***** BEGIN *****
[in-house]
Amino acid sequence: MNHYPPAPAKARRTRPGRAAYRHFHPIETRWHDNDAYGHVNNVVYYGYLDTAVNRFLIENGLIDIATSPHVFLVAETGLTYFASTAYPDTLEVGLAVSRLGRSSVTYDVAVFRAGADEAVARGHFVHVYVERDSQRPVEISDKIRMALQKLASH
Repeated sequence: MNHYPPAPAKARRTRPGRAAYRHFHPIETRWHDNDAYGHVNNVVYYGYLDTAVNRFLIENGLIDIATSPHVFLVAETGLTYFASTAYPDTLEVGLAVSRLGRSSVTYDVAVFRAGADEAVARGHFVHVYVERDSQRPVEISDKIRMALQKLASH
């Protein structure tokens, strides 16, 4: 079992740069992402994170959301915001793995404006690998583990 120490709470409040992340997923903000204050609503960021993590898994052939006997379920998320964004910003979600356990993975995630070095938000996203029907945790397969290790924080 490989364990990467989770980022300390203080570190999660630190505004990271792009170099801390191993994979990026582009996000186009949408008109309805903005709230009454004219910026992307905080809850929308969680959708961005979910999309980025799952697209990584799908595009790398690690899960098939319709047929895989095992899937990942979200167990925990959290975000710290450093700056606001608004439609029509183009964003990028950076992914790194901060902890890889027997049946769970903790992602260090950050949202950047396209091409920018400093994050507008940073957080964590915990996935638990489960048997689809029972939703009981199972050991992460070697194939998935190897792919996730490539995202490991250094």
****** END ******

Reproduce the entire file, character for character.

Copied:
[in-house]
Amino acid sequence: MNHYPPAPAKARRTRPGRAAYRHFHPIETRWHDNDAYGHVNNVVYYGYLDTAVNRFLIENGLIDIATSPHVFLVAETGLTYFASTAYPDTLEVGLAVSRLGRSSVTYDVAVFRAGADEAVARGHFVHVYVERDSQRPVEISDKIRMALQKLASH
Repeated sequence: MNHYPPAPAKARRTRPGRAAYRHFHPIETRWHDNDAYGHVNNVVYYGYLDTAVNRFLIENGLIDIATSPHVFLVAETGLTYFASTAYPDTLEVGLAVSRLGRSSVTYDVAVFRAGADEAVARGHFVHVYVERDSQRPVEISDKIRMALQKLASH
């Protein structure tokens, strides 16, 4: 079992740069992402994170959301915001793995404006690998583990 120490709470409040992340997923903000204050609503960021993590898994052939006997379920998320964004910003979600356990993975995630070095938000996203029907945790397969290790924080 490989364990990467989770980022300390203080570190999660630190505004990271792009170099801390191993994979990026582009996000186009949408008109309805903005709230009454004219910026992307905080809850929308969680959708961005979910999309980025799952697209990584799908595009790398690690899960098939319709047929895989095992899937990942979200167990925990959290975000710290450093700056606001608004439609029509183009964003990028950076992914790194901060902890890889027997049946769970903790992602260090950050949202950047396209091409920018400093994050507008940073957080964590915990996935638990489960048997689809029972939703009981199972050991992460070697194939998935190897792919996730490539995202490991250094």